In the wake of the success of Blondie and the Go-Go's, more and more female artists have entered the pop-rock sweepstakes. At the 9:30 club Saturday night, one of the latest entries, Bonnie Hayes and her three-man Wild Combo, provided an evening of high-energy, melodic rock 'n' roll that was as danceable as it was forgettable. Unfortunately, the band's conventional hard-rock dynamics, Paul Davis' hackneyed guitar solos and Hayes' limited organ stylings did little to enliven her original modern romances.
On "Sandy," a lilting dramatic ballad, Hayes did manage to capture the innocence of the girl-group era and transpose it on the more realistic, hard-edged terms of the '80s. Finally, the band trotted out a frat-house workhorse, the Human Beinz's "Nobody but Me," and everybody got dancing shoes on and frugged along with Hayes.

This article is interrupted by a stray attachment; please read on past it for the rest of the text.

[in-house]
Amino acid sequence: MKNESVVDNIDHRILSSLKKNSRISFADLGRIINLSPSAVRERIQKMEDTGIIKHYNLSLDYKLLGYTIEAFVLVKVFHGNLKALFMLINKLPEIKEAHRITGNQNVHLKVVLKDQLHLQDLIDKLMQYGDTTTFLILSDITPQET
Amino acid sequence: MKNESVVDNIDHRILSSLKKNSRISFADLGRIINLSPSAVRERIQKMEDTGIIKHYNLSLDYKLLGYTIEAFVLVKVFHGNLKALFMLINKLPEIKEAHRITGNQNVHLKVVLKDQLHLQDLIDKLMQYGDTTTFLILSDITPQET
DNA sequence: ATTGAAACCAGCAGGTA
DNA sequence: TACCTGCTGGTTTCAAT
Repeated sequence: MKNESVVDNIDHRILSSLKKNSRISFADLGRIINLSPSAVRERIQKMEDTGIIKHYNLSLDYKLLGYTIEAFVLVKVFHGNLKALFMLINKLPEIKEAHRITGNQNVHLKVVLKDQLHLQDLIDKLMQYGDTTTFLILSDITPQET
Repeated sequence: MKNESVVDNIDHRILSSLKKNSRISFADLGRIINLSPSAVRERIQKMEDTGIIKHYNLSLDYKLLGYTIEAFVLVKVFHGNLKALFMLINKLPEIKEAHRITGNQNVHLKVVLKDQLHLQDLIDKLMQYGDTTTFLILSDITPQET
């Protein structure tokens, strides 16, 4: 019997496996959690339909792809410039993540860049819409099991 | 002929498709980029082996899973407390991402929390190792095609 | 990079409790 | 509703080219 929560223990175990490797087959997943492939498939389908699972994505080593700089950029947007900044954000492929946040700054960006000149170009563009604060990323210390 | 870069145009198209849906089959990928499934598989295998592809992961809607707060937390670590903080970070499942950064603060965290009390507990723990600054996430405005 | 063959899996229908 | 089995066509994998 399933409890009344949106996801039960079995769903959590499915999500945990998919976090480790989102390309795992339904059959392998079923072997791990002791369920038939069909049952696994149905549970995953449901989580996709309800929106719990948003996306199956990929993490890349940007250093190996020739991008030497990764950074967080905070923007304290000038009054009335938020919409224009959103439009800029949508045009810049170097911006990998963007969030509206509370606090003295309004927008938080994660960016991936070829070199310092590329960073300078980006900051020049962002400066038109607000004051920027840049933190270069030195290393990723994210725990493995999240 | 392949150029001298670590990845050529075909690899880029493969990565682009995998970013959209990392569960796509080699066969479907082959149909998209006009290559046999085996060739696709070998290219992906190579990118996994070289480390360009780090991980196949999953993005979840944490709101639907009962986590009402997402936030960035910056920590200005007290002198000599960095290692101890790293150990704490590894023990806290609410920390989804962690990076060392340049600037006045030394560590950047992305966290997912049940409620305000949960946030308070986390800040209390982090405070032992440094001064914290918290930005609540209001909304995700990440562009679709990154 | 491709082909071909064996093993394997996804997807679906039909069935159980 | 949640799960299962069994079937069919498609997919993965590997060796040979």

The opening act, Philadelphia's Headcheese, provided a much more creative and unpredictable, if ragged, revision of the '60s rock 'n' roll sensibility. The band used tribal drum patterns, shifting tempos and chanted choruses to create a somewhat zany but compelling kind of experimental pop. Although the performance took a while to gel, by the time the group got to "Blame It on the Bossa Nova" the crowd was assured of having no idea what this imaginative and rhythmically compulsive band would do next.